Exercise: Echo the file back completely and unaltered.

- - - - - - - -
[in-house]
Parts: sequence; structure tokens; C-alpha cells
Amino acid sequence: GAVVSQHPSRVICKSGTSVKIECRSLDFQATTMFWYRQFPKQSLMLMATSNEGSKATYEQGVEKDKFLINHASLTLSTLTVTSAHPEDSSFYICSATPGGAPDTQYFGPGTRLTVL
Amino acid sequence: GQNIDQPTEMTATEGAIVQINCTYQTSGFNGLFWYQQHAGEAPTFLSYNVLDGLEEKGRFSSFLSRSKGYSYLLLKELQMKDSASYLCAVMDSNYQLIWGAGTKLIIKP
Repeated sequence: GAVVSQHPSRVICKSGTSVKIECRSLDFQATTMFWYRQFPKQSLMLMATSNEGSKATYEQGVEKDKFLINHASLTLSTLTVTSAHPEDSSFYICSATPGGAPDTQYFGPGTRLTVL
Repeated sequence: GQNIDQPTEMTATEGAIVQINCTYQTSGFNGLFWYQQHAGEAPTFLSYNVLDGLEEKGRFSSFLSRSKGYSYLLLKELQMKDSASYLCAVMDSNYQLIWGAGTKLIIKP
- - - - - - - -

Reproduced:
[in-house]
Parts: sequence; structure tokens; C-alpha cells
Amino acid sequence: GAVVSQHPSRVICKSGTSVKIECRSLDFQATTMFWYRQFPKQSLMLMATSNEGSKATYEQGVEKDKFLINHASLTLSTLTVTSAHPEDSSFYICSATPGGAPDTQYFGPGTRLTVL
Amino acid sequence: GQNIDQPTEMTATEGAIVQINCTYQTSGFNGLFWYQQHAGEAPTFLSYNVLDGLEEKGRFSSFLSRSKGYSYLLLKELQMKDSASYLCAVMDSNYQLIWGAGTKLIIKP
Repeated sequence: GAVVSQHPSRVICKSGTSVKIECRSLDFQATTMFWYRQFPKQSLMLMATSNEGSKATYEQGVEKDKFLINHASLTLSTLTVTSAHPEDSSFYICSATPGGAPDTQYFGPGTRLTVL
Repeated sequence: GQNIDQPTEMTATEGAIVQINCTYQTSGFNGLFWYQQHAGEAPTFLSYNVLDGLEEKGRFSSFLSRSKGYSYLLLKELQMKDSASYLCAVMDSNYQLIWGAGTKLIIKP